Group purchasing organizations (GPOs) are coalitions that help healthcare providers access more buying power and authority when dealing with vendors.

By working as a group to purchase supplies, GPO members can take advantage of established vendor contracts, savings from bulk orders, and more reliable deliveries. GPO representatives also assume the responsibilities for things like vendor relationship management, finding the best deals and prices, and maintaining compliance with state and federal regulations.

According to Software Advice’s SMB Retail Supply Chain Survey conducted in March 2022, 91% of small businesses report that larger corporations have an advantage over them in inventory procurement[**]. But suppliers and vendors are also feeling the effects of supply chain disruptions and are therefore prioritizing the larger orders received.

This is tough for a small business, as it’s just the reality that a small practice doesn’t need and likely can’t afford to buy everything in bulk, multiple times a year. In fact, nearly half (46%) of small businesses have been dropped by at least one vendor for reasons such as placing order sizes suppliers consider to be too small to be worth the effort.

Small businesses banding together in a GPO gives them a fighting chance to compete with larger corporations for inventory procurement.

Olivia Montgomery, PMP

There are a lot of GPOs out there, but any healthcare provider can join most of them at little to no cost. A quick Google search will help you get started.

4. Leverage technology to make order management easier

If handing the reins to an outside party isn’t your style, you have other options. Namely, investing in the right software tools to manage your inventory, which is something that—once again—not enough practices are doing.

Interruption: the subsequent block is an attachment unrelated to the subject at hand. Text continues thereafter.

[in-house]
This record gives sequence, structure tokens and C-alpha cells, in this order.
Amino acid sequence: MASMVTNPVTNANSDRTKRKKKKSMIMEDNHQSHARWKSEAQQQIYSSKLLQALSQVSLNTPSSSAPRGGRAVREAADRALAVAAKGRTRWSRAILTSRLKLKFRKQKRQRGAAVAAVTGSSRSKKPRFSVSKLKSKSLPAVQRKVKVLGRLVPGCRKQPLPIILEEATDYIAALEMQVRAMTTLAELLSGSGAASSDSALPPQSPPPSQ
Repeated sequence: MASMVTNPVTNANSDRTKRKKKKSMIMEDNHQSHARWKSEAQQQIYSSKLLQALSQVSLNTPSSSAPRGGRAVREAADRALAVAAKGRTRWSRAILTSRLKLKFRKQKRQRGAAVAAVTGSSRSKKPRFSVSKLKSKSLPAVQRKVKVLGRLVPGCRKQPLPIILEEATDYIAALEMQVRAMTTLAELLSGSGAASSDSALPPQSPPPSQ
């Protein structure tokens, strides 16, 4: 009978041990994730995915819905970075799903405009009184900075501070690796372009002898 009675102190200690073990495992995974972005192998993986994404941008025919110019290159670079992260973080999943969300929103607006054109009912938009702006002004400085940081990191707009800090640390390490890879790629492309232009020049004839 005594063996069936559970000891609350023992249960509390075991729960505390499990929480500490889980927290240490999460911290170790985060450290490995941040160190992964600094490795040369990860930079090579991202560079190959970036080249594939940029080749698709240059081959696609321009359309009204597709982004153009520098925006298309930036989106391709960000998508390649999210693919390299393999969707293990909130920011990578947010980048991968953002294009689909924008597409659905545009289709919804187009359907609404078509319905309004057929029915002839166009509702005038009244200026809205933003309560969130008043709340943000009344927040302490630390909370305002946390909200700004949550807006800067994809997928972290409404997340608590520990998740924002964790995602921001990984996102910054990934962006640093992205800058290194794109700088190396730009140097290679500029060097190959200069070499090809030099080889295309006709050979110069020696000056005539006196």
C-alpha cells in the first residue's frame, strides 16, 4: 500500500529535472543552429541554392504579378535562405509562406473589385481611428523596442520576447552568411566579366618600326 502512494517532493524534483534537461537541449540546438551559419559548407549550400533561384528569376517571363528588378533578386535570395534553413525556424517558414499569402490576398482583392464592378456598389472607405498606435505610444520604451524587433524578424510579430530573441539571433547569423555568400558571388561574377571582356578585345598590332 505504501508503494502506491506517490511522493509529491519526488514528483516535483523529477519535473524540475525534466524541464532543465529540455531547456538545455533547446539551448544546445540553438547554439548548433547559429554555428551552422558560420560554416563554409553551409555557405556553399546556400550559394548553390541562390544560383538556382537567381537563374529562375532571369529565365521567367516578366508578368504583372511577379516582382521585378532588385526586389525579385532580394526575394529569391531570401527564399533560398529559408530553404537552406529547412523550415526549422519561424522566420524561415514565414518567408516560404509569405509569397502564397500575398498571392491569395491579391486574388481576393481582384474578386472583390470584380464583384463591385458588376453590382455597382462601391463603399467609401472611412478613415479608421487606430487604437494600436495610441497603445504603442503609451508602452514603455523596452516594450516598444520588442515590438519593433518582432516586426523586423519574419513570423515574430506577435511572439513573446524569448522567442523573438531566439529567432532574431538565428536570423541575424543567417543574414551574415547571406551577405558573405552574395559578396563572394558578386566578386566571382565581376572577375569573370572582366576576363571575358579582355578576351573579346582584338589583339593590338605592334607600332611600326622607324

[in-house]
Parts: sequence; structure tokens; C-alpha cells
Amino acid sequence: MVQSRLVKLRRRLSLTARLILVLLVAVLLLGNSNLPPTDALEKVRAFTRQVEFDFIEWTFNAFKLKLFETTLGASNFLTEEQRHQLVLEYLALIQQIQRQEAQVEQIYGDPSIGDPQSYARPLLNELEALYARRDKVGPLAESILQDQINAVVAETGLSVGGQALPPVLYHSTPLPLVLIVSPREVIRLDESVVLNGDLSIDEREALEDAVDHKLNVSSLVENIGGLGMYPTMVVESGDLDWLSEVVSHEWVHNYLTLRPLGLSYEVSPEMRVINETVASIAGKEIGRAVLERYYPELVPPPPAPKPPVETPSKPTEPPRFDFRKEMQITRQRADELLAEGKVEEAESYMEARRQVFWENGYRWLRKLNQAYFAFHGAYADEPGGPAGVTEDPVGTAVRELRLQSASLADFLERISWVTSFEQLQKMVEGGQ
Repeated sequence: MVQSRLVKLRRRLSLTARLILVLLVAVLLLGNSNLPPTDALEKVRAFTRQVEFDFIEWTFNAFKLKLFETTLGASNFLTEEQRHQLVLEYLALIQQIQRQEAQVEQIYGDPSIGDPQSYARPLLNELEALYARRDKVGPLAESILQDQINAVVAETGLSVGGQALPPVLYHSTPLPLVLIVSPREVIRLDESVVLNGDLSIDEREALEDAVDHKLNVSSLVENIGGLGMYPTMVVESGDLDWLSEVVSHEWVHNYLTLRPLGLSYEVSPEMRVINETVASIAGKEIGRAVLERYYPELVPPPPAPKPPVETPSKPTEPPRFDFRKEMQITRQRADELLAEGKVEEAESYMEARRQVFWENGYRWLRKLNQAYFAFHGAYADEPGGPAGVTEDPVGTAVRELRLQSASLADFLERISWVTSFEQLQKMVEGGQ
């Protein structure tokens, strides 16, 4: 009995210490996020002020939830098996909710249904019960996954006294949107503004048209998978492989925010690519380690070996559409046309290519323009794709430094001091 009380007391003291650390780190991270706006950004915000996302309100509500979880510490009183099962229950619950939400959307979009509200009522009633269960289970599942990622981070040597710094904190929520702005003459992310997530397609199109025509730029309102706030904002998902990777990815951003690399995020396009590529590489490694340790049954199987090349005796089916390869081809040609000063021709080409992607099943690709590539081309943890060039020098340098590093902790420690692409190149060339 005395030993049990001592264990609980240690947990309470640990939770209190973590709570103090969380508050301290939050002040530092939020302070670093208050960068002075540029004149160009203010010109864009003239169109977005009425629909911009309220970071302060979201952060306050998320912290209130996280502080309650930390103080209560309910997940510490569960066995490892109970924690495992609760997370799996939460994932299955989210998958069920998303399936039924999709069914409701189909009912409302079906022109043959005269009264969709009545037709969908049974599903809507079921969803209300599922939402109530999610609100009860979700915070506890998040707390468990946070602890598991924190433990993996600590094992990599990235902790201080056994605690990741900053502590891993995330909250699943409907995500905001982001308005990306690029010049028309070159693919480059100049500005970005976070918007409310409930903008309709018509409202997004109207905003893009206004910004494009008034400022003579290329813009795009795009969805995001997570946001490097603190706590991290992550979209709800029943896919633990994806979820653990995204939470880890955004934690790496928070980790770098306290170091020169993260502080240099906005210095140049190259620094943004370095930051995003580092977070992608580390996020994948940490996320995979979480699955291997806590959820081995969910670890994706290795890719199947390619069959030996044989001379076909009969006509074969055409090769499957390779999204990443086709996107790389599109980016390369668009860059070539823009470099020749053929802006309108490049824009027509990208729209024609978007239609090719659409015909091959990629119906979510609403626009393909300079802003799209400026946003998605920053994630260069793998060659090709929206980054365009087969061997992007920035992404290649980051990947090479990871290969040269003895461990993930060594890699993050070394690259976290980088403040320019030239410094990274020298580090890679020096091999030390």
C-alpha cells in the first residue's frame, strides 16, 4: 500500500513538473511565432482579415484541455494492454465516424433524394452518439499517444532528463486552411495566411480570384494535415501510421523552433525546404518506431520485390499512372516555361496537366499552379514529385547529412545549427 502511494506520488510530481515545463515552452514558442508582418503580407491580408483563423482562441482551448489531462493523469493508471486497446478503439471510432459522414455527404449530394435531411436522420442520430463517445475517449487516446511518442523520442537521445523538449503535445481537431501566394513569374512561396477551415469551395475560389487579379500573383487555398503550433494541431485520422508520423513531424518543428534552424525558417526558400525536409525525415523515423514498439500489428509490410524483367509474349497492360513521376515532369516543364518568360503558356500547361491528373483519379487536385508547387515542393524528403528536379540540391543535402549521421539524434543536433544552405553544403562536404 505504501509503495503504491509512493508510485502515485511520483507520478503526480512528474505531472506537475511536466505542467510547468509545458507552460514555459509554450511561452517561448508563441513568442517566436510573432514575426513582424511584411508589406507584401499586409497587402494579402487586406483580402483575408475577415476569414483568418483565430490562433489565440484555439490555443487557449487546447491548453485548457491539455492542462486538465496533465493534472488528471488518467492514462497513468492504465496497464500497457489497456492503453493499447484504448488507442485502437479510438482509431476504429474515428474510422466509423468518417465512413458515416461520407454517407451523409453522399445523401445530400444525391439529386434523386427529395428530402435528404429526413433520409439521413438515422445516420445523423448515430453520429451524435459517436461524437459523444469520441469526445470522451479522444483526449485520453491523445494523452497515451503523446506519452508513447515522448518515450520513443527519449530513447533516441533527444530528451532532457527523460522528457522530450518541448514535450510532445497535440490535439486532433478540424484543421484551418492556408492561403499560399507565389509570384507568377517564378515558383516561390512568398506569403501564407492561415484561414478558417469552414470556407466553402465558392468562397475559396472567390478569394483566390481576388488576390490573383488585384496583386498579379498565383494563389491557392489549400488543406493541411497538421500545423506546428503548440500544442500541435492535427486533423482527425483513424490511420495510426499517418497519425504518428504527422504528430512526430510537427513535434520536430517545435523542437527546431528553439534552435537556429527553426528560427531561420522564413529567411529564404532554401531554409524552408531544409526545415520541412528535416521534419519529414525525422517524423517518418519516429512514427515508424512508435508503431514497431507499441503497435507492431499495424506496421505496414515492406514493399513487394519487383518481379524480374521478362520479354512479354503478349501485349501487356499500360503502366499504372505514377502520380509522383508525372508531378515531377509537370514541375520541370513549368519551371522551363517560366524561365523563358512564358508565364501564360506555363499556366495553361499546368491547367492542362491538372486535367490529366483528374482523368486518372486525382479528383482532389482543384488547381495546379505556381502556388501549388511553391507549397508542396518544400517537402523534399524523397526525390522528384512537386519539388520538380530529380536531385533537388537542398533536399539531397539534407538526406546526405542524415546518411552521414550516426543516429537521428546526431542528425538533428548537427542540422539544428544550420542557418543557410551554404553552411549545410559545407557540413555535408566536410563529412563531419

Nearly half of healthcare provider don't even know if they're using procurement software

It’s surprising enough that only one in five practices use software to manage ordering, but the fact that 42% don’t even know what tools they have in place for this task is downright alarming.

Software is a magic bullet for taking over operational tasks, and you can find sophisticated functionality for both procurement and supply chain management if you know where to look.

To start, check out inventory management platforms that include features for vendor management, ordering, inventory management, and reporting. To make things even easier for you, you can use this link and filter results for medical practices, the size of your practice, and how much you want to spend.

Above all else, remember the bottom line: Be active, not passive

The first and biggest step is to move from passive inventory management to active inventory management.

You’re free to follow all four of these recommendations, or pick and choose which ones work best for you, but the biggest takeaway should be that you have to act.

For the sake of your patients, the quality of care you can provide, and your own practice’s wellbeing, taking action is the most important thing you can do right now to position yourself for supply chain success, regardless of what the future brings.


Survey methodologies

[*] Software Advice conducted the 2022 Healthcare Business Survey in August, 2022 of 154 healthcare providers to learn about business trends and struggles that are affecting the operation of their practices right now. We used screeners to ensure we were speaking to providers who would have relevant knowledge and experience with the topics addressed, including limiting job titles to doctors, nurses, and office administrators.

[**] Software Advice conducted the SMB Retail Supply Chain Survey in March 2022 of 305 U.S-based supply chain/inventory management managers in retail small/midsize businesses. Respondents were screened for size of business (1 – 1,000 employees), involvement in procurement and inventory management at their retail company (very to extremely involved), and that they had experienced at least minimal supply chain delays in the past 12 months.

Sources

  1. Fact Sheet: FDA at a Glance, FDA.gov
  2. FDA Drug Shortages, FDA.gov